Some critics say the Supreme Court’s decision in favor of the Boy Scouts, allowing them to bar gays from becoming troop leaders, could hurt the group more than it helps, the Associated Press reported June 30.
“They’re getting left behind where America is going,” Matt Coles, a lawyer with the American Civil Liberties Union, told AP. “People are going to turn to their local governments and say, ‘This is a pack of bigots. Don’t give them special treatment.”
Coles predicted that local churches and communities would one by one cut their ties to the Scouts. He compared the group to the Daughters of the American Revolution, which lost its high status and public support decades ago as it became identified with racial prejudice and conservative politics.
During the decade or more of litigation leading up to the Supreme Court’s decision, the Scouts never hesitated to insist on their right to set their own standards for character building.
Several companies have cut off their financial support for the group, including Levi Strauss & Co. Seven of the 1,400 United Way agencies nationwide have quit giving, and several local governments have severed ties. The Scouts have been removed from a list of charities that Connecticut state employees can support through payroll deductions.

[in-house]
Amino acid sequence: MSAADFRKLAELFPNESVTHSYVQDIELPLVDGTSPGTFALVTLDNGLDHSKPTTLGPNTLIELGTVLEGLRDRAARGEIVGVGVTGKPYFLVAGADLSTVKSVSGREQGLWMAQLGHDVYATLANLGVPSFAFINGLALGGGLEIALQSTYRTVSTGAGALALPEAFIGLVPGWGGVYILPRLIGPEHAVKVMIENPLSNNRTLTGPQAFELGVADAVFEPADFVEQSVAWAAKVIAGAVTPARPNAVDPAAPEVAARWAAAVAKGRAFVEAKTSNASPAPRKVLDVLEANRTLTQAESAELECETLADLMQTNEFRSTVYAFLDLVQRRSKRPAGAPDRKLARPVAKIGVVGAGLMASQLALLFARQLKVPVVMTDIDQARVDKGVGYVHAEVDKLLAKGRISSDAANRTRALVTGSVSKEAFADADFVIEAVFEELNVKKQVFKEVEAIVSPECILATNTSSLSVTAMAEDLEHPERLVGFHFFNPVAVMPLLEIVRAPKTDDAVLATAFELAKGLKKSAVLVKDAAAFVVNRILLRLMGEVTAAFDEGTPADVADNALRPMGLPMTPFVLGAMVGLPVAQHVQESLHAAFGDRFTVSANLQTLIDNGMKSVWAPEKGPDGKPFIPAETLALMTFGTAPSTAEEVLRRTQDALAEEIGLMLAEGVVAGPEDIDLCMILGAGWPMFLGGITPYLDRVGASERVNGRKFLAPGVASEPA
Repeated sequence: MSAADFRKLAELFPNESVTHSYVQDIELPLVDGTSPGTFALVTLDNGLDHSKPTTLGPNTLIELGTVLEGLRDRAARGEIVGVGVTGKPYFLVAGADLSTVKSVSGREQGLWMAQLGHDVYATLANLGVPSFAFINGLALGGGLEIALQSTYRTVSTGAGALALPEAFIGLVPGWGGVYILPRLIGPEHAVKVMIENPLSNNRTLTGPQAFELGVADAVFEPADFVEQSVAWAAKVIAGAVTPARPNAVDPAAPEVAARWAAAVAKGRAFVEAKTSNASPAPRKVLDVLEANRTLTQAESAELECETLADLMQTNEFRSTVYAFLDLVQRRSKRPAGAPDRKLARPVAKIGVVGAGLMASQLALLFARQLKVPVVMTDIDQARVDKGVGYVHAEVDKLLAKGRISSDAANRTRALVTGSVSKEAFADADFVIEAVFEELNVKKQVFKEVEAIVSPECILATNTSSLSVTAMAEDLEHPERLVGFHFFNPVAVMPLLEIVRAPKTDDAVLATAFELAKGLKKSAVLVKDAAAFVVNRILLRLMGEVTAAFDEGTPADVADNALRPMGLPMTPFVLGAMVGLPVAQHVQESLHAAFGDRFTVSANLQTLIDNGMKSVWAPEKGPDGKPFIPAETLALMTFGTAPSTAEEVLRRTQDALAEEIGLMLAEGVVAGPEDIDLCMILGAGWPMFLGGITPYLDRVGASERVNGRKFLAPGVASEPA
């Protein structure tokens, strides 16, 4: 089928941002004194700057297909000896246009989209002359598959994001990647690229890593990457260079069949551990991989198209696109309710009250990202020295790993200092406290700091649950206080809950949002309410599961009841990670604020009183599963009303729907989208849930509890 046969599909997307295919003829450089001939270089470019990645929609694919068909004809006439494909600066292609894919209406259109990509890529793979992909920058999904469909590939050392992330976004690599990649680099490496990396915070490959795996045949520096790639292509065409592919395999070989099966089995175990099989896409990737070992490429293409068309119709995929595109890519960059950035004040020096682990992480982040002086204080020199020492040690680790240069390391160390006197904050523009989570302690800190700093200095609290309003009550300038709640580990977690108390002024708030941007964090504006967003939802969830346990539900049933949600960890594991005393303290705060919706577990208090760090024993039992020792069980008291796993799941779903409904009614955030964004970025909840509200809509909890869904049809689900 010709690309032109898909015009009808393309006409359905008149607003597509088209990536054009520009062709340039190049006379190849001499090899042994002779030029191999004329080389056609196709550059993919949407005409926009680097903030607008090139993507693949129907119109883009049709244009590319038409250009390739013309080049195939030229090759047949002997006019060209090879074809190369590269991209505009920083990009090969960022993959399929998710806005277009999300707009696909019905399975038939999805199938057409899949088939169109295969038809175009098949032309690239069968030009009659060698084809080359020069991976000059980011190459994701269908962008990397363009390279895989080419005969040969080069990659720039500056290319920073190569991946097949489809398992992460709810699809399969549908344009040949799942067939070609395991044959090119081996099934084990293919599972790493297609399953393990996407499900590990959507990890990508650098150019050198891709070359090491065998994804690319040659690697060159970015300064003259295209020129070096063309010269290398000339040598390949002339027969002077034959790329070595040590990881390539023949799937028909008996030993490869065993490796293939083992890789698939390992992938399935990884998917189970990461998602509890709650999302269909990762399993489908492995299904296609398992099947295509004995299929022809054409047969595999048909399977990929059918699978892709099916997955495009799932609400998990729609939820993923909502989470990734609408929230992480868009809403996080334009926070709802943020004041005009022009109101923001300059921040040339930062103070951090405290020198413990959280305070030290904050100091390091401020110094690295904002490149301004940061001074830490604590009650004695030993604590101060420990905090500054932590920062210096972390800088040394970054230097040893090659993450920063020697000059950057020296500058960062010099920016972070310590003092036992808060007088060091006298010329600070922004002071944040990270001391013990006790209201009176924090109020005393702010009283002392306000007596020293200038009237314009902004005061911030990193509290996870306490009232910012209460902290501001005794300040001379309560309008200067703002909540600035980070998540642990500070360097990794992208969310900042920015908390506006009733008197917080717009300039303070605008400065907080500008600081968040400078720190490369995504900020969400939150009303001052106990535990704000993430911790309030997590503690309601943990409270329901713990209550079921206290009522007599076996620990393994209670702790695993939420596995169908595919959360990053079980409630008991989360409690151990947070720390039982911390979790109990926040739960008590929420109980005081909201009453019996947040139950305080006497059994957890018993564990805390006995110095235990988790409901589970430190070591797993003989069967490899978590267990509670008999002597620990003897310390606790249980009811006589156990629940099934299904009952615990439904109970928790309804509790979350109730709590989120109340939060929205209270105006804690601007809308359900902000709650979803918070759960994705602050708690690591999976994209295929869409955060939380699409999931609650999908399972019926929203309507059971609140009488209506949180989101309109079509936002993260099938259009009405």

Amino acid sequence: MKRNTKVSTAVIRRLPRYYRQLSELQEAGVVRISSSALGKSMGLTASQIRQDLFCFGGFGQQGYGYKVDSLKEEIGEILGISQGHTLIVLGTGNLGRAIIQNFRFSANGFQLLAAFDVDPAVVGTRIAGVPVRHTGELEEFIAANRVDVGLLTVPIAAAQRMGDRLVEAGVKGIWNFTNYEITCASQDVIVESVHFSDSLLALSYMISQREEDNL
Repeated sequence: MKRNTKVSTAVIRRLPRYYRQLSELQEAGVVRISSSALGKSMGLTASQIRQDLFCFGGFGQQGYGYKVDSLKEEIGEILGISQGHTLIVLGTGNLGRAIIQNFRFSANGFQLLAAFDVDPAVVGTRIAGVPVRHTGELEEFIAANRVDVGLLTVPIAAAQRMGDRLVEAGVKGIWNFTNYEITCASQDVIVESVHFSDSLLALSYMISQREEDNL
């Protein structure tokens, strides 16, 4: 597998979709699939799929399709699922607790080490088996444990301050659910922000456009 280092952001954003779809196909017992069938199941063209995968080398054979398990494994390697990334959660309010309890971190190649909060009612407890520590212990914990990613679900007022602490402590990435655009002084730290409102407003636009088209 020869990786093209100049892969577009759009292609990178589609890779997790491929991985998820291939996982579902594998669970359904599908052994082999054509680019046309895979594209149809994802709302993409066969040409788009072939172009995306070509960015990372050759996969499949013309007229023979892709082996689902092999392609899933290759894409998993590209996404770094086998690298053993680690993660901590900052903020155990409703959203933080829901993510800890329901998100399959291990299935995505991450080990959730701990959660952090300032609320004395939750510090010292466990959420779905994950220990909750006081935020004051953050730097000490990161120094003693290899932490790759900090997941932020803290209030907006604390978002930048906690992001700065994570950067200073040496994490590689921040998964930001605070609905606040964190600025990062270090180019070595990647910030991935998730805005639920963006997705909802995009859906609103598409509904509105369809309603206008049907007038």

New contributors have offset the losses, however, said Scouts spokesman Gregg Shields. Shields added that membership had risen 7 percent in the last three years, the biggest increase since the baby boom.
Churches sponsor about 60 percent of Scout troops. Different denominations have responded differently to the dispute. The Mormon and Roman Catholic churches supported the Scouts, while the United Methodist Church and the Unitarian Universalist Association have condemned the Scouts for discrimination.
Other major national youth organizations, including the Girl Scouts, have opened their ranks to homosexuals.
For full text, see America Online.